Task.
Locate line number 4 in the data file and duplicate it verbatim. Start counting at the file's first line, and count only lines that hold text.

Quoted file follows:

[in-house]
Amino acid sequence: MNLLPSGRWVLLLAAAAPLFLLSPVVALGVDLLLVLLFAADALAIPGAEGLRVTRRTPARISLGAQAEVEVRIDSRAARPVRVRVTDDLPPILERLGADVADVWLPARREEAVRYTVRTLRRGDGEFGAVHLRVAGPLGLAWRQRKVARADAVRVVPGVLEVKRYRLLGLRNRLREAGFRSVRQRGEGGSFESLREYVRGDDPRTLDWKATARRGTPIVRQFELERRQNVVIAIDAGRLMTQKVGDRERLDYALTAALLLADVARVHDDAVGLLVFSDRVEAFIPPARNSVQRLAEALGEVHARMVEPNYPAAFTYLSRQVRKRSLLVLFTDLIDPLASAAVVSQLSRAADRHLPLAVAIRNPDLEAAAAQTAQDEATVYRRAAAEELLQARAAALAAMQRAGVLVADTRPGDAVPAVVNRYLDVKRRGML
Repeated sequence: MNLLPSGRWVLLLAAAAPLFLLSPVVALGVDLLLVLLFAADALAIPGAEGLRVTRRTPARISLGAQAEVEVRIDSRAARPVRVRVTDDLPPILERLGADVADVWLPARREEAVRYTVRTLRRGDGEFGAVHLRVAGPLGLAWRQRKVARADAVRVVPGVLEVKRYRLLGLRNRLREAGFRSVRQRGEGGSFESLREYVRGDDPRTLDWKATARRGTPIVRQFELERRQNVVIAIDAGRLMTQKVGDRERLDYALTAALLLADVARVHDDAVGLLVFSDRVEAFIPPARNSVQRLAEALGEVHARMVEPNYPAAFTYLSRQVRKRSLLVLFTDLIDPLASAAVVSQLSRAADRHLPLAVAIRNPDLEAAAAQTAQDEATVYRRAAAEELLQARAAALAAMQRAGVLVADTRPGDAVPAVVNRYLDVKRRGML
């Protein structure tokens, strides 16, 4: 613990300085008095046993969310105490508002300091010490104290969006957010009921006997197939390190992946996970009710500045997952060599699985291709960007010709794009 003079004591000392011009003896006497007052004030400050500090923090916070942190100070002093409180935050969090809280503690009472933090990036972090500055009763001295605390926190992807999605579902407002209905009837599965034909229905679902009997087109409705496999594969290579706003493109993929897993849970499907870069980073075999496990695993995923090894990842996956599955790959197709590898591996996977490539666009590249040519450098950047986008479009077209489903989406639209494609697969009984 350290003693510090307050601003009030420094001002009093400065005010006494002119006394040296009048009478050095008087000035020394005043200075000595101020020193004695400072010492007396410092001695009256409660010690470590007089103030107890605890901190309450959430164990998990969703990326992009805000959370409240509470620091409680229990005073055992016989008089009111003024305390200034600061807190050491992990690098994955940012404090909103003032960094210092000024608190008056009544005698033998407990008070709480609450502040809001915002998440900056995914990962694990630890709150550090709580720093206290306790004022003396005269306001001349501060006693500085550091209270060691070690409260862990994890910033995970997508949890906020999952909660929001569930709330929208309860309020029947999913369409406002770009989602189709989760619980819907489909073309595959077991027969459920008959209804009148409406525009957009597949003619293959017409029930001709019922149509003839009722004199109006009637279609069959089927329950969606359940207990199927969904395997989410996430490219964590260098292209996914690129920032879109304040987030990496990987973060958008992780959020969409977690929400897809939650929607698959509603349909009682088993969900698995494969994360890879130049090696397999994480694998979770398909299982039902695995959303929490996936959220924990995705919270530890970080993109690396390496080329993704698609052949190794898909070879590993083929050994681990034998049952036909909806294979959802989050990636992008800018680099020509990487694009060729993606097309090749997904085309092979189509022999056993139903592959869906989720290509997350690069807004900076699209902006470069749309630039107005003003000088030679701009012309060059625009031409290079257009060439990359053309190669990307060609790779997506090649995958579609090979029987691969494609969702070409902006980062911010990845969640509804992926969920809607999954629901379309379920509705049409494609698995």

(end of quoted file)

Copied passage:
């Protein structure tokens, strides 16, 4: 613990300085008095046993969310105490508002300091010490104290969006957010009921006997197939390190992946996970009710500045997952060599699985291709960007010709794009 003079004591000392011009003896006497007052004030400050500090923090916070942190100070002093409180935050969090809280503690009472933090990036972090500055009763001295605390926190992807999605579902407002209905009837599965034909229905679902009997087109409705496999594969290579706003493109993929897993849970499907870069980073075999496990695993995923090894990842996956599955790959197709590898591996996977490539666009590249040519450098950047986008479009077209489903989406639209494609697969009984 350290003693510090307050601003009030420094001002009093400065005010006494002119006394040296009048009478050095008087000035020394005043200075000595101020020193004695400072010492007396410092001695009256409660010690470590007089103030107890605890901190309450959430164990998990969703990326992009805000959370409240509470620091409680229990005073055992016989008089009111003024305390200034600061807190050491992990690098994955940012404090909103003032960094210092000024608190008056009544005698033998407990008070709480609450502040809001915002998440900056995914990962694990630890709150550090709580720093206290306790004022003396005269306001001349501060006693500085550091209270060691070690409260862990994890910033995970997508949890906020999952909660929001569930709330929208309860309020029947999913369409406002770009989602189709989760619980819907489909073309595959077991027969459920008959209804009148409406525009957009597949003619293959017409029930001709019922149509003839009722004199109006009637279609069959089927329950969606359940207990199927969904395997989410996430490219964590260098292209996914690129920032879109304040987030990496990987973060958008992780959020969409977690929400897809939650929607698959509603349909009682088993969900698995494969994360890879130049090696397999994480694998979770398909299982039902695995959303929490996936959220924990995705919270530890970080993109690396390496080329993704698609052949190794898909070879590993083929050994681990034998049952036909909806294979959802989050990636992008800018680099020509990487694009060729993606097309090749997904085309092979189509022999056993139903592959869906989720290509997350690069807004900076699209902006470069749309630039107005003003000088030679701009012309060059625009031409290079257009060439990359053309190669990307060609790779997506090649995958579609090979029987691969494609969702070409902006980062911010990845969640509804992926969920809607999954629901379309379920509705049409494609698995």